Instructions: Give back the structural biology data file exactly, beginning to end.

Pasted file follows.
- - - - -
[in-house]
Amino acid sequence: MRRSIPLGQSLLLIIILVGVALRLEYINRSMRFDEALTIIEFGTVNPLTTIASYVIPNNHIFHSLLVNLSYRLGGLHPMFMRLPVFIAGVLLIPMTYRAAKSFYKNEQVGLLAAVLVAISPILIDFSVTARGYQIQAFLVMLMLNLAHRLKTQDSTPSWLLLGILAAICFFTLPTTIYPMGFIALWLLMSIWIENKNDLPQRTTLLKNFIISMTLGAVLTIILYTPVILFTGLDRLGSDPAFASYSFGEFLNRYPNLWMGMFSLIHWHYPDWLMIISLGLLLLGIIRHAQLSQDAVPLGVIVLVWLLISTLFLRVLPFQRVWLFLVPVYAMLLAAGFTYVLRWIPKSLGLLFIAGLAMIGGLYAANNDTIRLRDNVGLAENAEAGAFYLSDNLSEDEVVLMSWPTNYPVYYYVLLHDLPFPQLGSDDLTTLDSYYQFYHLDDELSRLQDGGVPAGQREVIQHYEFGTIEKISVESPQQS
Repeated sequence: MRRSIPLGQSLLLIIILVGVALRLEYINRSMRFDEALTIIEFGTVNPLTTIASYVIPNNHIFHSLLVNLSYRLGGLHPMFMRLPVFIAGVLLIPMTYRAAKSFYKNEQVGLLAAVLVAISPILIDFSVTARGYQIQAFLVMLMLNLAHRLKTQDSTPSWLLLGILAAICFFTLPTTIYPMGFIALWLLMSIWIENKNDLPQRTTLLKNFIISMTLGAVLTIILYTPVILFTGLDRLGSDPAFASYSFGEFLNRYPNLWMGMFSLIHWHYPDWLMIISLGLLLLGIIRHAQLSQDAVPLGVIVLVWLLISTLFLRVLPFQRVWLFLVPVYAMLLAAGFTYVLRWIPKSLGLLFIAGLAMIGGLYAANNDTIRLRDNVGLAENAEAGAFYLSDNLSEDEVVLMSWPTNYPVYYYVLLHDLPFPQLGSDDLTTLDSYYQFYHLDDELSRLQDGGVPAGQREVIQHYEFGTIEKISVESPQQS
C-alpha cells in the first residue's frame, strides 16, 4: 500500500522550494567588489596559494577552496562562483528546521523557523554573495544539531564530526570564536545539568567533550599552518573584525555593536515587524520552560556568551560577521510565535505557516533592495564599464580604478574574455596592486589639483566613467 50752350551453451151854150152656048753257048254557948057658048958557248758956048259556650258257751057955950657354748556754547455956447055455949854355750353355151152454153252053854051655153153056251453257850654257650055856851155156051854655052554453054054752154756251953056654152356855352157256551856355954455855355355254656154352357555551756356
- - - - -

[in-house]
Amino acid sequence: MRRSIPLGQSLLLIIILVGVALRLEYINRSMRFDEALTIIEFGTVNPLTTIASYVIPNNHIFHSLLVNLSYRLGGLHPMFMRLPVFIAGVLLIPMTYRAAKSFYKNEQVGLLAAVLVAISPILIDFSVTARGYQIQAFLVMLMLNLAHRLKTQDSTPSWLLLGILAAICFFTLPTTIYPMGFIALWLLMSIWIENKNDLPQRTTLLKNFIISMTLGAVLTIILYTPVILFTGLDRLGSDPAFASYSFGEFLNRYPNLWMGMFSLIHWHYPDWLMIISLGLLLLGIIRHAQLSQDAVPLGVIVLVWLLISTLFLRVLPFQRVWLFLVPVYAMLLAAGFTYVLRWIPKSLGLLFIAGLAMIGGLYAANNDTIRLRDNVGLAENAEAGAFYLSDNLSEDEVVLMSWPTNYPVYYYVLLHDLPFPQLGSDDLTTLDSYYQFYHLDDELSRLQDGGVPAGQREVIQHYEFGTIEKISVESPQQS
Repeated sequence: MRRSIPLGQSLLLIIILVGVALRLEYINRSMRFDEALTIIEFGTVNPLTTIASYVIPNNHIFHSLLVNLSYRLGGLHPMFMRLPVFIAGVLLIPMTYRAAKSFYKNEQVGLLAAVLVAISPILIDFSVTARGYQIQAFLVMLMLNLAHRLKTQDSTPSWLLLGILAAICFFTLPTTIYPMGFIALWLLMSIWIENKNDLPQRTTLLKNFIISMTLGAVLTIILYTPVILFTGLDRLGSDPAFASYSFGEFLNRYPNLWMGMFSLIHWHYPDWLMIISLGLLLLGIIRHAQLSQDAVPLGVIVLVWLLISTLFLRVLPFQRVWLFLVPVYAMLLAAGFTYVLRWIPKSLGLLFIAGLAMIGGLYAANNDTIRLRDNVGLAENAEAGAFYLSDNLSEDEVVLMSWPTNYPVYYYVLLHDLPFPQLGSDDLTTLDSYYQFYHLDDELSRLQDGGVPAGQREVIQHYEFGTIEKISVESPQQS
C-alpha cells in the first residue's frame, strides 16, 4: 500500500522550494567588489596559494577552496562562483528546521523557523554573495544539531564530526570564536545539568567533550599552518573584525555593536515587524520552560556568551560577521510565535505557516533592495564599464580604478574574455596592486589639483566613467 50752350551453451151854150152656048753257048254557948057658048958557248758956048259556650258257751057955950657354748556754547455956447055455949854355750353355151152454153252053854051655153153056251453257850654257650055856851155156051854655052554453054054752154756251953056654152356855352157256551856355954455855355355254656154352357555551756356